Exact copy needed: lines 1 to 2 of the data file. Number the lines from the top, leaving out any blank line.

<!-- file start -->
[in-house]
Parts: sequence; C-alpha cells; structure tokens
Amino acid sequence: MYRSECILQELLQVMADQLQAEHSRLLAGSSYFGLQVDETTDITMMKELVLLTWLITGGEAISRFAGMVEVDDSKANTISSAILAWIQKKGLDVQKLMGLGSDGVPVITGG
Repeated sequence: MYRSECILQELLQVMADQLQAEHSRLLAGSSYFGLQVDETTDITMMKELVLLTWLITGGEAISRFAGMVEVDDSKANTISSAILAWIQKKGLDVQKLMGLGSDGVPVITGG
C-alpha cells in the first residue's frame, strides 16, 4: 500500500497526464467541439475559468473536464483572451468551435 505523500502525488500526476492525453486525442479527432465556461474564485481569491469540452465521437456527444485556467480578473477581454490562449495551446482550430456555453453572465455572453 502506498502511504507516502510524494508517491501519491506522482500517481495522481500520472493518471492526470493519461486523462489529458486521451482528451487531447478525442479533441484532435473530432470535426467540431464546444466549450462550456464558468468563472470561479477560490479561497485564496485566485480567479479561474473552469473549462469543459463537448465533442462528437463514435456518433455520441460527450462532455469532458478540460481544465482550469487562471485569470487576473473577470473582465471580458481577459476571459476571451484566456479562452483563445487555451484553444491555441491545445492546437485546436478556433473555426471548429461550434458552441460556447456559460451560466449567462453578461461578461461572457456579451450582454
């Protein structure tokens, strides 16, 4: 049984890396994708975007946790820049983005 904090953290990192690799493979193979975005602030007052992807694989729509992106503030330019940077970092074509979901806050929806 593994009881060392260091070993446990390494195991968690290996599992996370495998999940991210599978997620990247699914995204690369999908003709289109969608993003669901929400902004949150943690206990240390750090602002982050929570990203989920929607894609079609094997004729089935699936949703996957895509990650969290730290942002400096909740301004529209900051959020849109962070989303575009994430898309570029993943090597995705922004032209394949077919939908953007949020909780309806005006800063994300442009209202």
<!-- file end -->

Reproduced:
[in-house]
Parts: sequence; C-alpha cells; structure tokens